£35m NHS Wales fund to ease winter pressure
At the height of the summer heatwave, hospital managers in the south Wales valleys began thinking about how best to cope with the extra pressures expected over the winter months.
The NHS has to start planning, as early as possible, for its traditionally busiest time of the year.
At Cwm Taf health board - which runs two general hospitals - the last winter peak season lasted 10 weeks and was "incredibly challenging".
New chief operating officer John Palmer was only four days into his new job when Royal Glamorgan Hospital, near Talbot Green, had its busiest day on record.
And the problems were not confined to one hospital.
"We were expecting five to six additional patients a day - we had planned for that. We had as many as 32 patients a day from January onwards," he said.
"I was amazed how NHS staff held it together but partnerships are absolutely essential and there's no way the health service can deliver what it does by itself - you need local authorities, police and fire services and a broad range of voluntary organisations, the Red Cross, St John's and others."
Despite the numbers of patients who arrived at the A&E department, the health board managed to see between 80-90% of patients within a four hour target.
Numbers of elderly patients, with complex conditions and flu and chest infections, means pressures on hospital beds and working with GPs and social care providers is key.
What else is happening across the NHS this winter?
- £35m in extra Welsh Government funding will include £5m to critical care services, £10m to social care and £20m for the NHS to work on programmes with its partners
- The Red Cross has been given funding from a £4m pot for 50 staff and volunteers to work at seven A&E units across Wales, offering support to elderly patients - from keeping them company, escorting them between departments and helping to transport them home after their treatment. They will also help them settle in with follow-up checks afterwards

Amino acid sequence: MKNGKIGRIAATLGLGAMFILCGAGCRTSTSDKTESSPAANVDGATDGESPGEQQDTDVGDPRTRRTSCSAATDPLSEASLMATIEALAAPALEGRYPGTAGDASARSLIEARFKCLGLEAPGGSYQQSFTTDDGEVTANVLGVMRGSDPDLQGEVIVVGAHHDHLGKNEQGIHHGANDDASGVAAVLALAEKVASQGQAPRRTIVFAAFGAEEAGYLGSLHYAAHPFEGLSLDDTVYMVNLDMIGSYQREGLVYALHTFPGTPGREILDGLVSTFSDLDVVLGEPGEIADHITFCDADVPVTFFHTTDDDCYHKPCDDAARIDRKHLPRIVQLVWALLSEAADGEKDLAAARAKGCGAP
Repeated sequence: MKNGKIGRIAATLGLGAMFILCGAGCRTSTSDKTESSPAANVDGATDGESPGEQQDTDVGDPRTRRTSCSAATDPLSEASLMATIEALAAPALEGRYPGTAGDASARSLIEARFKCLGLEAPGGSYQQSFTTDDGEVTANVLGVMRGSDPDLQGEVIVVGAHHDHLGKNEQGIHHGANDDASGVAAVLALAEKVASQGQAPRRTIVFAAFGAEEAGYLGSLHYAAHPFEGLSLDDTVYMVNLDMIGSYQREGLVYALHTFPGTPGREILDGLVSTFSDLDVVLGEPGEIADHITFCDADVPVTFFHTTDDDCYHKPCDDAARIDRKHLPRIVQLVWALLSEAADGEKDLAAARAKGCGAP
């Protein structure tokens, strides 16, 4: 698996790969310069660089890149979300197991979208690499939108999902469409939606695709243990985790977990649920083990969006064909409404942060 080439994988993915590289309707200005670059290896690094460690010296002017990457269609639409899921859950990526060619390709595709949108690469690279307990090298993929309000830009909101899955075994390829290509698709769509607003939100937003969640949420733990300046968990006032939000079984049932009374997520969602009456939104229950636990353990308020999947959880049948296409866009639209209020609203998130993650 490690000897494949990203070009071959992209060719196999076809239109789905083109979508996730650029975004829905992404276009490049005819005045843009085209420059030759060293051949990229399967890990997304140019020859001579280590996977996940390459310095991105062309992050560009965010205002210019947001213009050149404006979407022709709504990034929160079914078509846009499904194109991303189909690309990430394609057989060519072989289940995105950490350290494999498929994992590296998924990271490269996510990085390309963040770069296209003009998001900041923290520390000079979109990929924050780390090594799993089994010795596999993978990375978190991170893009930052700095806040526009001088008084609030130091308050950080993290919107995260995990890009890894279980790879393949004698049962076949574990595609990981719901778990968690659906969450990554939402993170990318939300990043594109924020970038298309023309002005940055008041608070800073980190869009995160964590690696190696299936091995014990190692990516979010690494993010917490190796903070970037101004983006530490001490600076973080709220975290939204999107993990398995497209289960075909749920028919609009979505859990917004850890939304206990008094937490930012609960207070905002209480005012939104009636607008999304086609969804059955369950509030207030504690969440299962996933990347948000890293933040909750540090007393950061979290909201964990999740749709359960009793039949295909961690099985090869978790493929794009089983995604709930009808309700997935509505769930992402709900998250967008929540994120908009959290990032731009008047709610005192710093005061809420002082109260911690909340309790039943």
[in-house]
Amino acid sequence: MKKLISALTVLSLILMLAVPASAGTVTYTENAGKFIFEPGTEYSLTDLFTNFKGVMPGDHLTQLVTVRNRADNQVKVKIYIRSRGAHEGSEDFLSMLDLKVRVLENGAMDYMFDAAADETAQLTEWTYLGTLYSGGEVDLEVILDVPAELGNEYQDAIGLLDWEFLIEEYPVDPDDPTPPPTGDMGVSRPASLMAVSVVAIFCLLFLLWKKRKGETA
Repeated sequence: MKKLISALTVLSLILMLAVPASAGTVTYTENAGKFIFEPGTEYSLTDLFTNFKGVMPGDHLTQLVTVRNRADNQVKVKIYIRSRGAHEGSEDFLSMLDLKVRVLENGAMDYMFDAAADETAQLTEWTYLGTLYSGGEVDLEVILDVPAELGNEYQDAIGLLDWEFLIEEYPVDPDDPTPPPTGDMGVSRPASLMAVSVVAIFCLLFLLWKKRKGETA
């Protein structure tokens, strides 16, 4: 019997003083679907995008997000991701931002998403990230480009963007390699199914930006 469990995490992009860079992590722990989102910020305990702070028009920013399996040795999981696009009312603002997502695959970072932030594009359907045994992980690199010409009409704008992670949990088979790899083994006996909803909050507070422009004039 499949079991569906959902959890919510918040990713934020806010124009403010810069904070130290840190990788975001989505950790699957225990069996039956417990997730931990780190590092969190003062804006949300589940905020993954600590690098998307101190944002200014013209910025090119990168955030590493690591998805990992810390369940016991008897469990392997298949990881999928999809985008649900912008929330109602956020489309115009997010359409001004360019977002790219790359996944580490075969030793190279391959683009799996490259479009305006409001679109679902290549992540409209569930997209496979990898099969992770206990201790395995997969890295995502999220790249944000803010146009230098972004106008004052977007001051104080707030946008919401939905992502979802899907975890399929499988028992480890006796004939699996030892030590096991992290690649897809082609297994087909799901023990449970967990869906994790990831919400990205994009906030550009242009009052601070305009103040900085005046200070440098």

- Welsh Ambulance Service is looking to extend a pilot of 10 advanced paramedic practitioners in north Wales. There will be 10 more in south and east Wales and 10 in central and west Wales. They've had specialist training to examine patients and assess their needs to a higher level. Had conventional paramedics been sent, 70% of patients would have ended up being taken to hospital, but this pilot has seen only 30% needing to go to hospital
- Mental health liaison nurses working in the ambulance service control will help callers in crisis
- Choose Pharmacy campaign to highlight the types of treatment which can be available outside GP surgeries. There is a "triage and treat" approach on the west Wales coast, with pharmacists like Richard Evans in Newport, Pembrokeshire, also able to treat patients for minor injuries
- 'Difficult' winter days at Wales' biggest A&E
- How 'virtual ward' is keeping elderly patients out of hospital
- 'I don't want to go to hospital, no-one wants that'
This winter, to help ease pressures, Cwm Taf health board and its partners will again try to spot the signs early.
Last winter, they targeted 150 vulnerable elderly patients, the ones thought to be at particular risk, with extra support and therapy. The Stay Well At Home programme managed to:
- Reduce the number of hospital admissions for this group by 80%
- Reduce the number of GP appointments by 65%
- Cut the need for out-of-hours GP appointments by 90%
The health board will receive £1.78m extra this year, with Rhondda Cynon Taf social services getting a £1m share of that to deliver these community healthcare projects. There will be investment in more doctors and nurses.
As for those coming through out-of-hours GP services, out of 4,500 patients who used it, only 3.5% ended up in hospital.
"You can't over-stress how important that was to our patient flow," said Mr Palmer.
Health Secretary Vaughan Gething said health boards had been asked to look particularly at the "crucial" 18-day holiday period between 21 December and 6 January.
"There is no reason to think that this winter will be any less challenging than previous years," he told AMs.
"However, the plans we have come from partnership between our NHS, local authorities, the third sector and government. The combination of local and national actions should provide increased resilience against the inevitable pressures that will come over the winter months."